previous next
66. χωρίς. Soph. O.C. 808 χωρὶς τό τ᾽ εἰπεῖν πολλὰ καὶ τὰ καίρια. ‘In talibus locis δίχα, χωρίς etc. non, ut vulgo, seiunctionem et separationem, sed diversitatem et oppositionem significant’ (Kroschel). The usage is frequent in Plato. δημηγορεῖν is contionari—platform oratory.

68. ὁρᾷς. Almost like our colloquial ‘don't you know’ (when used parenthetically and without interrogative force): the ἀλλά belongs in strict logic to δίκαια δοκεῖ λέγειν. Heindorf quotes parallels from Aristophanes, e.g. Peace, 330-1 οὐκἂν ὀρχησαίμεθ᾽, εἴπερ ὠφελήσαιμέν τί σε. ἀλλ᾽ ὁρᾶτ᾽, οὔπω πέπαυσθε. Where ὁρᾷς or ὁρᾶτε stand in this way as the first word of a sentence, editors generally regard the usage as interrogative, e.g. Eur. Orest. 581 ὁρᾷς; Ὀδυσσέως ἄλοχον οὐ κατέκτανε.

70. καὶ σύ. So the original hand in T: B has καί σοι. If we read καὶ σοί, the construction is ἀξιῶν αὑτῷ τε ἐξεῖναι διαλέγεσθαι ὅπως βούλεται καὶ σοὶ ἐξεῖναι κτλ., but Protagoras has nowhere asked that Socrates should be permitted to converse as he likes: quite the contrary. With σύ the construction is καὶ σὺ δίκαια δοκεῖς λέγειν ἀξιῶν διαλέγεσθαι ὅπως ἂν κτλ., i.e. and your demand that Protagoras should converse as you wish likewise seems fair. Protagoras asked to be allowed to use his own style in 335A Socrates requested that Protagoras should converse as Socrates wished in 334D 335C 335E Alcibiades' defence of Socrates in the next chapter seems also to imply the reading σύ here. The only objection to this view lies in the position of τε after αὑτῷ: we should expect it to follow Πρωταγόρας. τε is however frequently misplaced (see above on 316D. σοί can only be retained if we either (1) take καὶ σοί as altogether independent of ἀξιῶν— which is barely possible, or (2) regard Plato as guilty of inaccurate writing.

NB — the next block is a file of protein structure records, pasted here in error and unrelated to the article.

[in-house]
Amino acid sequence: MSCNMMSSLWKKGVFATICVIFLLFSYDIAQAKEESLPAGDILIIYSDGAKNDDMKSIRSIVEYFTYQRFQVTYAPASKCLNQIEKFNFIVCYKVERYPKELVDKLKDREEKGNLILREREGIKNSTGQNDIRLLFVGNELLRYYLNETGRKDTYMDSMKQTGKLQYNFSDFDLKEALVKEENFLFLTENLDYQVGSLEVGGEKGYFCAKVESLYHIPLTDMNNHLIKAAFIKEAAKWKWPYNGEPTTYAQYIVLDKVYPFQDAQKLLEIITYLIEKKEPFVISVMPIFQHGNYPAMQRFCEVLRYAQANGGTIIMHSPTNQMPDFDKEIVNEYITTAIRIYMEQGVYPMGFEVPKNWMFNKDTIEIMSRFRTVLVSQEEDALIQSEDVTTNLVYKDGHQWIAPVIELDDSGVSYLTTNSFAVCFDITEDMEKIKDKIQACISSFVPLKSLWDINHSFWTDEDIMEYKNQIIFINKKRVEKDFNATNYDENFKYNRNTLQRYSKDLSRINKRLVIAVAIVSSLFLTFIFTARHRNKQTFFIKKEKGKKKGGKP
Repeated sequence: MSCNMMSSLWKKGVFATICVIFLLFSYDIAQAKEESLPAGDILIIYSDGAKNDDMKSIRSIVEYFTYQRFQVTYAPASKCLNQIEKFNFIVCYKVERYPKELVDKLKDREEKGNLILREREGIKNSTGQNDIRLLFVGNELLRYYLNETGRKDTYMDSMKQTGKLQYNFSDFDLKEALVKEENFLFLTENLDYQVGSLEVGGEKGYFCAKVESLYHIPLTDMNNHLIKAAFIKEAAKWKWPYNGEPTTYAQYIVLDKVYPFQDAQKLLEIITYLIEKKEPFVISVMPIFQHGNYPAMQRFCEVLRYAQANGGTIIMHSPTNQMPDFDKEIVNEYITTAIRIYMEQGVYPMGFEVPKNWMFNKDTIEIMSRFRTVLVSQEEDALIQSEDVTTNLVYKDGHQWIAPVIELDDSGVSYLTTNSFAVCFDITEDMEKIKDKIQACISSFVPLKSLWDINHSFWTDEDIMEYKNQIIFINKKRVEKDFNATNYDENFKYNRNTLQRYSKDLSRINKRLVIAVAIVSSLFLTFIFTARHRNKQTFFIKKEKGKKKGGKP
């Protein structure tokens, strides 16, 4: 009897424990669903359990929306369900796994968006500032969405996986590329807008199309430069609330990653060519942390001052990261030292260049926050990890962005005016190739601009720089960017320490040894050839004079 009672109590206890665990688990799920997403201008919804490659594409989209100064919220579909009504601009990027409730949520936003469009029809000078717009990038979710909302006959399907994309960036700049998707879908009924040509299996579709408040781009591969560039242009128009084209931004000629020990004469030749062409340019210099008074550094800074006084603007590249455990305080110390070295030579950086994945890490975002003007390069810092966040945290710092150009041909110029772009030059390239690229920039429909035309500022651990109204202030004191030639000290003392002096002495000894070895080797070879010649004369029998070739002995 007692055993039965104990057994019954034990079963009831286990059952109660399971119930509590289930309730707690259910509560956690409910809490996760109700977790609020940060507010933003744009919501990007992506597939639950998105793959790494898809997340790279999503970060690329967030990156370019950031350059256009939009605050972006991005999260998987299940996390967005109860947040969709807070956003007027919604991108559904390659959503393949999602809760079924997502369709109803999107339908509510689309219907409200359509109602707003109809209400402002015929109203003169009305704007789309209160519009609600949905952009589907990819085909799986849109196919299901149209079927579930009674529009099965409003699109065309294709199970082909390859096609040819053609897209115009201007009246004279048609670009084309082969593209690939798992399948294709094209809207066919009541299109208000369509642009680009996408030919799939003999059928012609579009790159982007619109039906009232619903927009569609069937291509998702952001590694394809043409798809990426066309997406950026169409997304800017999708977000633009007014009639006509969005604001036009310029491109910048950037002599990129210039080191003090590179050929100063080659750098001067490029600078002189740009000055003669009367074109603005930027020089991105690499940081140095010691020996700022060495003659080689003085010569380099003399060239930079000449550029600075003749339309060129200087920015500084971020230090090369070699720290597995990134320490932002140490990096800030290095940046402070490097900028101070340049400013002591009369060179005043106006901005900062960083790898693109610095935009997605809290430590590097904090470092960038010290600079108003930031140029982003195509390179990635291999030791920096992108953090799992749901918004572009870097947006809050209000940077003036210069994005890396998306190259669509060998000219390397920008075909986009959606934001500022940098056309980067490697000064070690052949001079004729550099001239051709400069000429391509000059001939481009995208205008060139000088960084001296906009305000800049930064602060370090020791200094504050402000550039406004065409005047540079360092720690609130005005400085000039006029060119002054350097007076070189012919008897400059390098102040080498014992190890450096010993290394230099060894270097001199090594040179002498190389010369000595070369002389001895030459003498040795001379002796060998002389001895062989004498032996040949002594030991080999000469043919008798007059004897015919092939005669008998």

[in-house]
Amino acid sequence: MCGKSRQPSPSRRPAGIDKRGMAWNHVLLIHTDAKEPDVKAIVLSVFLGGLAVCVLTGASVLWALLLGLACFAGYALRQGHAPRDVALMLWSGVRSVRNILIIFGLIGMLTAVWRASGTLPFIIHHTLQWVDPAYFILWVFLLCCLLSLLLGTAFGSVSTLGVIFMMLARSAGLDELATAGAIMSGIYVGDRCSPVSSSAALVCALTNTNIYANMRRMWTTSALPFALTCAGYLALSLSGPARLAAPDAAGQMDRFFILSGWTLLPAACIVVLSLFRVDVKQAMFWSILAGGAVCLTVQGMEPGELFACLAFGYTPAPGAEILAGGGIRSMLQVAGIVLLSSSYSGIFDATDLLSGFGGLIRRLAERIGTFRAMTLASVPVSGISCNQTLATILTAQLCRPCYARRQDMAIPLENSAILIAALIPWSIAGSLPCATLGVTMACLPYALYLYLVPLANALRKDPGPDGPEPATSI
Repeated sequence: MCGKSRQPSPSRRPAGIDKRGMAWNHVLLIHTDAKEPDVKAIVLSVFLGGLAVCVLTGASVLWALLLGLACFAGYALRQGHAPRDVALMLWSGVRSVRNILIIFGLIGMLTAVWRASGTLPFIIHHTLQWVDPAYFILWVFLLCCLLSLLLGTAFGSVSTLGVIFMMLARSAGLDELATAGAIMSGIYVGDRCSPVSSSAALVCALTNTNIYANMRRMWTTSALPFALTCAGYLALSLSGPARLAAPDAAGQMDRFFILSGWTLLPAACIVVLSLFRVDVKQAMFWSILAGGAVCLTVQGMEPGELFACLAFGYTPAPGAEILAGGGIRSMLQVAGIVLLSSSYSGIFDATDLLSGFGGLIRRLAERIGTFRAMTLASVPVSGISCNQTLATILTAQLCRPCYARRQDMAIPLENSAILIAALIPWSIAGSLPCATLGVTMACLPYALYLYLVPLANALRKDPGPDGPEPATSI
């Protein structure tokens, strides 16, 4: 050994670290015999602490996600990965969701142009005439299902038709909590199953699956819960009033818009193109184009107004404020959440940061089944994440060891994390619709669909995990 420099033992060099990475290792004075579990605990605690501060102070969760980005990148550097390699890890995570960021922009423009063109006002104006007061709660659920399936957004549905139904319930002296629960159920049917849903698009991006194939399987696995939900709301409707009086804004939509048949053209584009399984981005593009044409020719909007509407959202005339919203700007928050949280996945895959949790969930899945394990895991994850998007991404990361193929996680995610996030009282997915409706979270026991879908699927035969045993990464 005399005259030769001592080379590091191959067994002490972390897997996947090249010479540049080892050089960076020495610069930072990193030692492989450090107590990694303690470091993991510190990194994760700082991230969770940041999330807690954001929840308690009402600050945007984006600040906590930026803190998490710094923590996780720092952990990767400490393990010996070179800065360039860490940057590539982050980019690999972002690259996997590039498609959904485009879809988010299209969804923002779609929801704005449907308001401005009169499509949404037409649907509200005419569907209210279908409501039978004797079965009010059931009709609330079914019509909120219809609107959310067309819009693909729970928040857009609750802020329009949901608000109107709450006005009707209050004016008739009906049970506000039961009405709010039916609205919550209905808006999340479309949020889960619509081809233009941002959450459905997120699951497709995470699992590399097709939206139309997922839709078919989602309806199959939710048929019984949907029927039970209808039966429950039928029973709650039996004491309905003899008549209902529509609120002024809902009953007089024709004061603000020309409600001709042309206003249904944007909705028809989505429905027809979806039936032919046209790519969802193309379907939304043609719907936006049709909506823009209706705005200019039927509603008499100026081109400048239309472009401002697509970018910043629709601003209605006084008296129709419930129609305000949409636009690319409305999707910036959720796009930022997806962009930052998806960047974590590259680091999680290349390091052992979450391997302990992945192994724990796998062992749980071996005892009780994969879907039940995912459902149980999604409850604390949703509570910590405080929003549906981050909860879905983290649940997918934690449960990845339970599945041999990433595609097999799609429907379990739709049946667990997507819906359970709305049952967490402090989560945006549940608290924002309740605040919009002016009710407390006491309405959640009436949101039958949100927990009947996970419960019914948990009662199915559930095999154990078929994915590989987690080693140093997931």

Creative Commons License
This work is licensed under a Creative Commons Attribution-ShareAlike 3.0 United States License.

An XML version of this text is available for download, with the additional restriction that you offer Perseus any modifications you make. Perseus provides credit for all accepted changes, storing new additions in a versioning system.

hide Display Preferences
Greek Display:
Arabic Display:
View by Default:
Browse Bar: